The African Development Bank has called upon Africa to match the continent’s growing population and youth unemployment.
The African Development Bank Governors held a consultative meeting where they meeting described the continent’s growing young population as a potential growth engine for the world.
Statistics show that 13 per cent of the world’s population is estimated to live in sub-Saharan Africa today. That number is projected to more than double by 2050. Four billion (or 36 per cent of the world’s population) could live in the region by 2100, according to the UN Population Division. Africa is projected to have over 840 million youth by 2050 with the continent having the youngest population on earth.
“The good news is that the solution is within our reach and will require investments,” said Akinwumi Adesina, President of the African Development Bank.
To bridge the investment gap, ensure inclusive growth, and create employment for the continent’s population, the meeting endorsed the African Development Bank-led African Investment Forum and described it as a timely opportunity to catalyze investments into projects and attract social impact financing to Africa.
According to Tanzania’s Minister for Finance and Planning, Isdor Mpango, closer involvement of the private sector in financing development on the continent is important in bridging this gap.
“The African Development Bank is well positioned to advise and assist Governments and the private sector to come up with bankable projects,” Mpango said, calling for direct resources to provide budget support and investment opportunities.”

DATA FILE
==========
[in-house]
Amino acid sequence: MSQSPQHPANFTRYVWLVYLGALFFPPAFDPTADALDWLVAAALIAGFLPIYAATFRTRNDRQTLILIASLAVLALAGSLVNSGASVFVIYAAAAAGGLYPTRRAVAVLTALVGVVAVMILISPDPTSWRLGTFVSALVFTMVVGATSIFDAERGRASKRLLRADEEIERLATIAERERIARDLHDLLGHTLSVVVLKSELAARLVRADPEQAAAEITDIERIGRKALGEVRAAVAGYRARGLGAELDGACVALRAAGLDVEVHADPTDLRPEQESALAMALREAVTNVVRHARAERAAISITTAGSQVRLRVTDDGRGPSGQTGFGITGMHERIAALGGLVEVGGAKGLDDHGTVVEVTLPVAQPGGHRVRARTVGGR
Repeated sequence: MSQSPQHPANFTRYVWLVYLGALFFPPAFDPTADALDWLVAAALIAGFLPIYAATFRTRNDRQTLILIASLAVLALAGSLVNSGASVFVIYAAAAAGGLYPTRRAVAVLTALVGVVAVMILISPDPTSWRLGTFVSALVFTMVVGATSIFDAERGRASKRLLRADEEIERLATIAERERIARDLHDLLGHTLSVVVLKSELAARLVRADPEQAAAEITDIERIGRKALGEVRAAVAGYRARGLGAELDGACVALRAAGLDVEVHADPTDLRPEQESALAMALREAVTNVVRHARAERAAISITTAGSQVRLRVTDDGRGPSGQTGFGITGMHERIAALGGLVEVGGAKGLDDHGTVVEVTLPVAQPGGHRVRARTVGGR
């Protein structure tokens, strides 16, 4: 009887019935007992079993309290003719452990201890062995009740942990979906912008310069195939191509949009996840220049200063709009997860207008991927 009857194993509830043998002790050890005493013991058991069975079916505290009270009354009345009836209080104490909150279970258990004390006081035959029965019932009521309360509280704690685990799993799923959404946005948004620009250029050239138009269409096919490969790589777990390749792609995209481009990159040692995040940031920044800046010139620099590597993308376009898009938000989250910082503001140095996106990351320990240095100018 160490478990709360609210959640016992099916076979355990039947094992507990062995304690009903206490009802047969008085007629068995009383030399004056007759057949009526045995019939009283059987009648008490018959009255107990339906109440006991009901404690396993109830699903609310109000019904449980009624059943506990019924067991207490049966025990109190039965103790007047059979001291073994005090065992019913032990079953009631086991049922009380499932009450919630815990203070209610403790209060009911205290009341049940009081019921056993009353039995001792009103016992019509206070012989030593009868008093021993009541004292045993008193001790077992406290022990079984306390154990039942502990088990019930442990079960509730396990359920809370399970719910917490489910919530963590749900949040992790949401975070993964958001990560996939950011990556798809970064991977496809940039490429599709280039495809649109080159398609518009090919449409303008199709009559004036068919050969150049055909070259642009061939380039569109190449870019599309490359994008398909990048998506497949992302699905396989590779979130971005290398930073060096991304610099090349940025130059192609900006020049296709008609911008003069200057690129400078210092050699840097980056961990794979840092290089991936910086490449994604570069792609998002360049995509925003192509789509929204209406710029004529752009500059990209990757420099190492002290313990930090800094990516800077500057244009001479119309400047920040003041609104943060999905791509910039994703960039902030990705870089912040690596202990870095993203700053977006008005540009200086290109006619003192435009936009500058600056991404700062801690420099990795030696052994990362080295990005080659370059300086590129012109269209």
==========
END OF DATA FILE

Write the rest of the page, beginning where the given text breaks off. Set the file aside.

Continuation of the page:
According to Adesina, “We have 12 years left to the SDGs. It is an alarm bell because if Africa does not achieve the SDGs, the world won’t achieve them. The African Development Bank is accelerating development across Africa through the High 5s. We are deepening our reforms. We deepened our disbursements to the highest levels ever last year and we are leveraging more resources for Africa.”
“Jobs will come from industrialization. The new approach using the African Investment Forum to de-risk the sector and attract investors is the way to go,” said Kiplagat Rotich, Kenyan Finance Minister.
Tunisia’s Development, Investment and International Cooperation Minister Zied Ladhari recalled how the Bank’s 11-year temporary relocation to his country helped strengthen the bonds between them. “We share the Bank’s vision. Africa is the continent of the future. This is a great Africa moment with the Bank at the centre. Unleashing the potential of African economies is a task which the Bank must accomplish.”
As part of the Bank’s High 5 agenda, 13 million African women have benefitted from new electricity
An analysis of the African Development Bank’s impact from 2010-2017 indicates that 27 million Africans gained access to new electricity connections. 899,000 small businesses were provided with financial services. 35 million have benefitted from improved access to water and sanitation.
“With a substantive capital increase, the African Development will be able to execute its robust pipeline of operations (15bn in 2018 alone), including infrastructure and regional integration projects. The prospects for 2018-2020 are bright, with 50.3 million people benefitting from improved access to transport compared to 14 million in 2017. Also, more than 35 million people are expected to benefit from new or improved electricity connections, in contrast to 4.4 million delivered in 2017.” A statement from the bank reads.